"Even if the objectives of the stay-the-course camp could be achieved, they aren’t worth it in terms of blood and treasure," he wrote.

soundoff (215 Responses)
  1. Larry L

    Unlike the Iraq debacle, the initial actions in Afghanistan had a solid purpose – kick the $#!+ out of the terrorist cells that participated in 9/11. Certainly an equally important goal was to prevent Pakistan's implosion and help them maintain stability of a fragmented, nuclear-armed government. We've been somewhat successful in both of those arenas but the spoken goal of restoring a stable democracy in Afghanistan has never been realistic – not for America and not for any other nation. It's time to get out of that cesspool of tribal crime and bribery. Is it fair to ask anybody to be the last person to die in Afghanistan?

    March 30, 2012 at 10:59 am | Report abuse |
  2. Ralph

    Something is not right about this entire situation, I hope this soldier is not being framed.

    March 30, 2012 at 11:07 am | Report abuse |
  3. CNNshill

    "I can’t tell you what my client remembers or (doesn’t) remember, other than telling you that he has some memory problems about everything that happened that night.”

    How convenient...

    March 30, 2012 at 11:09 am | Report abuse |
  4. cnnisworthless

    So WEEKS after CNN has run story after story stoking the fires of the Trevor Martin case, headlines over and over about racist this racist that and virtually sealing the opinions of the stupid liberals who come here, they insultingly throw a 'Avoid Rush to Judgement" article., and another one where you pretend you are 'peeling back the story'.

    You guys are amazingly inept, you should be ashamed and revoked from providing your "news" to anyone.This type of stuff is the reason the only audience you have left is your worthless, atheist, abortion loving, uneducated liberals.

    March 30, 2012 at 11:11 am | Report abuse |
    • cw

      So angry. Do you need a hug?

      March 30, 2012 at 11:53 am | Report abuse |
    • 1stSgt-Topkick

      We thank YOU for identifying YOURSELF as one of the "types" of people who follow CNN. Otherwise:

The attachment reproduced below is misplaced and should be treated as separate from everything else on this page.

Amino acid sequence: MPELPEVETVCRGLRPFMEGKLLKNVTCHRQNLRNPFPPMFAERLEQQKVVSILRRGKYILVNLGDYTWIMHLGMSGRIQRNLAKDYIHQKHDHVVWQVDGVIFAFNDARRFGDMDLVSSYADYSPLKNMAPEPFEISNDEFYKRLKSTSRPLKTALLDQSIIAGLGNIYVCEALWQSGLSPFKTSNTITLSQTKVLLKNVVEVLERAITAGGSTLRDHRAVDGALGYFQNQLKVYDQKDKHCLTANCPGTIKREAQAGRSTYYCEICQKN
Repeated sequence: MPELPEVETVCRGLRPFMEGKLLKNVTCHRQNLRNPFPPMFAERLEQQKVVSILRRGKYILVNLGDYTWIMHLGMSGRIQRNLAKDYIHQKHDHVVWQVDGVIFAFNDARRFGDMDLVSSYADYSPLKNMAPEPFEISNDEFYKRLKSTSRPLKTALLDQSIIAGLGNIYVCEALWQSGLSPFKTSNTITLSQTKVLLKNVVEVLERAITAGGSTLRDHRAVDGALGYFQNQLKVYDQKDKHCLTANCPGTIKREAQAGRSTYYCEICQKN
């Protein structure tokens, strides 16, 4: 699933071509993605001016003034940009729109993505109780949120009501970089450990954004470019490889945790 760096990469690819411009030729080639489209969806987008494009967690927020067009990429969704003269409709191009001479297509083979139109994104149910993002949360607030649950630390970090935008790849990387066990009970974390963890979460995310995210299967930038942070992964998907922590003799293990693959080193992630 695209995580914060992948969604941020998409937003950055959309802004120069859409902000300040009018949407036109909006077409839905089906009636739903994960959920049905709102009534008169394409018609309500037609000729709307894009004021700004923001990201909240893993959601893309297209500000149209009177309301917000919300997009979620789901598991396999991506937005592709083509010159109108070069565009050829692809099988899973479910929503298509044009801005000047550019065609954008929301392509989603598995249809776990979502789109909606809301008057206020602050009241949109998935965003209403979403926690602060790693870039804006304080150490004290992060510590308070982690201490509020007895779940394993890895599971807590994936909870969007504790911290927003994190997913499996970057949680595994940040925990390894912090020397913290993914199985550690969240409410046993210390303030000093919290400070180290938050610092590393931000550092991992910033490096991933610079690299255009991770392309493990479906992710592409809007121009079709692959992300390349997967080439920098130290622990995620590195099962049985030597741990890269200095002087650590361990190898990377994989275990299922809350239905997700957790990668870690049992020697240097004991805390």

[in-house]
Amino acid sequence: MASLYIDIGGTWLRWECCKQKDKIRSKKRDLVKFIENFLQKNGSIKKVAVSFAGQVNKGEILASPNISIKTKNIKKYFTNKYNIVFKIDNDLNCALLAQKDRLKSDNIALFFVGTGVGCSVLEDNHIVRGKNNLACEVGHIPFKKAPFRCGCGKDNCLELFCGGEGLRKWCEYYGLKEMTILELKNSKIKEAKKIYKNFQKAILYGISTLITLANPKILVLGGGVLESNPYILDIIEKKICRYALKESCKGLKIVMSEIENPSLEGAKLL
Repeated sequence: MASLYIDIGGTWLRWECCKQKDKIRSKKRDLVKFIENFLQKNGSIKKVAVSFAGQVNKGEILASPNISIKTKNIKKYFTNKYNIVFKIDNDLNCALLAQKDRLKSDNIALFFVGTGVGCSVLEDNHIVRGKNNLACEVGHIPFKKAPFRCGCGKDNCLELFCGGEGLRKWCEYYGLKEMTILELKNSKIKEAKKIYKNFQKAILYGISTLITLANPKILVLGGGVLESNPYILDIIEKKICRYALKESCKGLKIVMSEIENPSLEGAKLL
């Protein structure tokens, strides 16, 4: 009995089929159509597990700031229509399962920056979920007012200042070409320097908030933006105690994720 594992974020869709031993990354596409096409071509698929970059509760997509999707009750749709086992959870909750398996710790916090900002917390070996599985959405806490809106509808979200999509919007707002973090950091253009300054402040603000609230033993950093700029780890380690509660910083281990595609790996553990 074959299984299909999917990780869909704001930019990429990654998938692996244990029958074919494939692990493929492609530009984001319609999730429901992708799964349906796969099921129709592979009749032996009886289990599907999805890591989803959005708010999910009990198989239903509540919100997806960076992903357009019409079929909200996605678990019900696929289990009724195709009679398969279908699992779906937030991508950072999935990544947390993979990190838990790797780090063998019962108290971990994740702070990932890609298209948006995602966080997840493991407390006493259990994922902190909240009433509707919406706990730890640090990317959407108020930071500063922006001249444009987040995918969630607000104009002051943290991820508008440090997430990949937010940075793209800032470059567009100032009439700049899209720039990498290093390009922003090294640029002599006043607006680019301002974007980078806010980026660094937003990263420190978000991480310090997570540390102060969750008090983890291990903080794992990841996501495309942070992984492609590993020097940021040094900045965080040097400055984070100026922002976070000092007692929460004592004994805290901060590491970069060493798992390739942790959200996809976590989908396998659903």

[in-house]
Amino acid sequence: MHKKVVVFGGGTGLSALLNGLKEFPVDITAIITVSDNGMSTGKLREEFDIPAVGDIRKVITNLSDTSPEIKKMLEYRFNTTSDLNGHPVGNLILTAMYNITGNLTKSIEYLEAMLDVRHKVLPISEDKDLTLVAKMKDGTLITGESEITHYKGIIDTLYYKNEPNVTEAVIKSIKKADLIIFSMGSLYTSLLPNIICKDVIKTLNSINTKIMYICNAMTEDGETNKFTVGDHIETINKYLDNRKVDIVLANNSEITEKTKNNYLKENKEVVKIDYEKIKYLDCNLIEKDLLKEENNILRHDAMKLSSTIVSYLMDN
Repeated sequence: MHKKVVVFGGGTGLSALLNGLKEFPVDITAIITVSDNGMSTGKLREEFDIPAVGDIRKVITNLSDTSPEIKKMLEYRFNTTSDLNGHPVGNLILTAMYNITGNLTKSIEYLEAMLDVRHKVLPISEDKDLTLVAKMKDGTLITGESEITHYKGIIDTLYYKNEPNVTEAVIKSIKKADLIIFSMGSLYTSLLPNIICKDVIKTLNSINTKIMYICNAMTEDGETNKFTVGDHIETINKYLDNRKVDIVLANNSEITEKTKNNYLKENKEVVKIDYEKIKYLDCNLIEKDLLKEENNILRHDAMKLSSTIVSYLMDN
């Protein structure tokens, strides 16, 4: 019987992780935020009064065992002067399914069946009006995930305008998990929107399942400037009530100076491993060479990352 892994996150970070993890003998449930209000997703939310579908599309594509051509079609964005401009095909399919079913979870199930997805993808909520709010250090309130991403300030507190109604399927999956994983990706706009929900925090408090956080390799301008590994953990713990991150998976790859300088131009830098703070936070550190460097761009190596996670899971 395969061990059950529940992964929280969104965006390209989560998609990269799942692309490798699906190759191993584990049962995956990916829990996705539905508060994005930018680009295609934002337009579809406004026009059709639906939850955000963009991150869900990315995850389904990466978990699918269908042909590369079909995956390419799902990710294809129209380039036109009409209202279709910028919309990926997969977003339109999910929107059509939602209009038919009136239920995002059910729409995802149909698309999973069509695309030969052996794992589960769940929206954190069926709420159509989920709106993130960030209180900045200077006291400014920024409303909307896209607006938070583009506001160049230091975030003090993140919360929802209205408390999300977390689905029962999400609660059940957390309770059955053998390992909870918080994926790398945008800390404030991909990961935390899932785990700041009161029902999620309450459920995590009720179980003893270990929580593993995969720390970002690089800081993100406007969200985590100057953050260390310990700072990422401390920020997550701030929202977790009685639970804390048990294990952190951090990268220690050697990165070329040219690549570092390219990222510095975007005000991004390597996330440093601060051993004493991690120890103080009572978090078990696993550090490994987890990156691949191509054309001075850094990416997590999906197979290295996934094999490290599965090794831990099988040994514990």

(1) Why would YOU be on this websites after YOU obviously have followed "weeks and weeks" of stories on CNN?
      (2) Why would YOU take the time to put up a moniker "cnnisworthless" and post a comment at all?

      BTW, nobody can "revoke" a media privilege. Go get a history book and read about something called the 1st Amendment. Reading it obviously won't make YOU any smarter. You've already proved how you think.

      March 30, 2012 at 2:05 pm | Report abuse |
  5. El Diablo

    I hope that baby killer fries.

    March 30, 2012 at 11:11 am | Report abuse |
    • Freedtoo

      El Diablo.............So do I if he's guilty!

      March 30, 2012 at 11:18 am | Report abuse |
    • Emil Sinclair

      If we're lucky he'll take care of you too before he goes.

      March 30, 2012 at 11:21 am | Report abuse |
    • leeintulsa

      that reminds me.. i'm about a third of the way through diablo ii... again. necromancer this time..

      later, y'all

      March 30, 2012 at 12:03 pm | Report abuse |
  6. Jay

    CNN should be ashamed of itself ... how did the word "allegedly" even come into this situation. The guy massacres a village, and now the media, CNN including and not to forget the platoon commander, is trying to potray a 'humane picture' of this guy.. shame on you!

    March 30, 2012 at 11:18 am | Report abuse |
  7. PoBoy

    Sadly, he is going to go free because of the Afghan's obstinance and America's supposedly best criminal justice system in the world. His lawer knew what he was doing when he accepted this case to put himself back in the limelight.

    March 30, 2012 at 11:19 am | Report abuse |
  8. Beais

    So the Taliban enacted revenge by killing more Afganis. But that gets buried. Nobody will care about the 9 that have died today. lol

    March 30, 2012 at 11:22 am | Report abuse |
  9. DDM

    Hello? GET OUT. USA cannot afford our war machine there & anyhow needs to regroup to consider growth of dangers in Syria & Iran instead. Nothing USA can do for the people in Afghanistan, nothing Islam will allow to change there, nothing to be gained on either side.

    March 30, 2012 at 11:22 am | Report abuse |
  10. Jerry Pelletier

    Hey CNN...This is all old news....your whole website is old news...Must be why CNN's ratings are below dirt!

    March 30, 2012 at 11:24 am | Report abuse |
  11. Amy

    I feel so bad for bales and his family, this is what happens when pointless wars go on and on. I'm suprised more attacks like this haven't happend. If bales actually did kill these "civlians" then he need phyciatric treatment not prison.

    March 30, 2012 at 11:33 am | Report abuse |
  12. Cheerup6